By: Sean Crose
There’s no doubt that the public wanted this one. George Foreman had been the terror of the heavyweight division until Muhammad Ali first outsmarted, then took his heavyweight championship from him in Zaire in 1974. After that it was all downhill for Foreman – at least for a time. For several years, Foreman battled on, never getting another crack at the title. He finally slipped into pop culture obscurity, having embraced Christianity, and subsequently dedicated his life to his faith and family. Then something notable happened. In 1987, years after his ring zenith, a heavy, bald, aging Foreman decided to return to boxing. People treated it as a joke.
As time went on, however, Foreman kept on winning. He returned to boxing to earn money for his parish, but by the early 90’s the ordained minister had people cheering him on. The world had gone from laughing at George Foreman to laughing WITH George Foreman…a kind of victory for the former champion in and of itself. Foreman was far from through, though, for on April 19th, 1991, the man got a chance to regain his heavyweight crown. He wasn’t going up against any old champion, though, for that crown was currently being held by Evander Holyfield. Having bested Buster Douglas six months earlier, and with an inevitable showdown with Mike Tyson seemingly right around the corner, Holyfield was given an opponent in Foreman who must have seemed like easy money.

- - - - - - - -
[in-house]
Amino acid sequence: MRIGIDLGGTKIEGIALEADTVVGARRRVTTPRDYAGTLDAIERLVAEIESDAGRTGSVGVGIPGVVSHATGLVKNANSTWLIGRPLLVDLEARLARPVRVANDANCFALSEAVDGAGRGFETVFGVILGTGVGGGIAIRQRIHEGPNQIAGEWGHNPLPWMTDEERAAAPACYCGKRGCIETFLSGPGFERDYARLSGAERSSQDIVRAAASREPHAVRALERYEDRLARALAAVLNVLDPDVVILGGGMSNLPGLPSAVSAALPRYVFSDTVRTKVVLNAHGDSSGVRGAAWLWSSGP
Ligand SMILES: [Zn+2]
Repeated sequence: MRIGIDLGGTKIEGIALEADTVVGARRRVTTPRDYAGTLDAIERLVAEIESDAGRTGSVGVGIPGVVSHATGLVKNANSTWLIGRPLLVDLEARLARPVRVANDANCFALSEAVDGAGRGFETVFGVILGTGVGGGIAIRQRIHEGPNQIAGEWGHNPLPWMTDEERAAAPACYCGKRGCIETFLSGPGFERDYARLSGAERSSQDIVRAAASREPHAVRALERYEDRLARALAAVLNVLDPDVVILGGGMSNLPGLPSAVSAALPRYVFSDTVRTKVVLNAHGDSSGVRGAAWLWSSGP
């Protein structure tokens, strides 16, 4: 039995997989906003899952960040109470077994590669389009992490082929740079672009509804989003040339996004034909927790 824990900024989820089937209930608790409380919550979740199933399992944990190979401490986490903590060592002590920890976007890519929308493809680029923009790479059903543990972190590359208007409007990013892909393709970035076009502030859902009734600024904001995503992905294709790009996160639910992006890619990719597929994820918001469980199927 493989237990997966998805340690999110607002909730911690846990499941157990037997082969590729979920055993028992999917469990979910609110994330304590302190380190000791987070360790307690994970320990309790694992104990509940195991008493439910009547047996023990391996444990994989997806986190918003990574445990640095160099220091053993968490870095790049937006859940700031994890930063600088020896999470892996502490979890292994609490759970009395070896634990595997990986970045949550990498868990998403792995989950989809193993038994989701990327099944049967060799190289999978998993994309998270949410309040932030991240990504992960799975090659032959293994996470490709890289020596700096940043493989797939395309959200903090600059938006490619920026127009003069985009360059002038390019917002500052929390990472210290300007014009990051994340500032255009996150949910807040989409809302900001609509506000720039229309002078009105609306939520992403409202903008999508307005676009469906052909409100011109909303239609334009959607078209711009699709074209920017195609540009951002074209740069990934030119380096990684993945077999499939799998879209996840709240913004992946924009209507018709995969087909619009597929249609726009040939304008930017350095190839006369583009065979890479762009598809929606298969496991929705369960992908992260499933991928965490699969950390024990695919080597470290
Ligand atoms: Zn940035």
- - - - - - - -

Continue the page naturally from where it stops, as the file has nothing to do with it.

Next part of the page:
It all made sense. Foreman was popular, of course, but he was overweight and middle aged. What’s more, the formerly menacing fighter had become humorous in middle age, cracking jokes regularly, often at his own expense. Such things tended to keep people from taking his chances against Holyfield seriously. Once the opening bell rang in Atlantic City that night, however, the world got to see just how serious – and talented – a fighter smiling George Foreman still was. As Sports’ Illustrated’s Pat Putnam would write afterwards: “George Foreman’s comedy act closed in Atlantic City last Friday night, and at the end no one was laughing at the 42-year-old fat man in short white pants.”
Sure enough, Holyfield-Foreman was a real, dyed in the wool, knock-down, drag out fight. “The audience at the Atlantic City Convention Center expected an execution,” Putnam wrote. “Foreman gave them a war.” Each man had his moments. No one was surprised when Holyfield had his. People watched in wide eyed wonder when the 42 year old Foreman had his. In the end, the judges ruled for Holyfield, which was the right call. Still, Foreman had almost showed the world that being over the hill didn’t mean he couldn’t be champion. Foreman would be able to finally prove that fact a few years later, when he was 45.
Still, in the age or Triller, Holyfield-Foreman proved that sometimes a novelty fight can be a whole lot more than just novelty.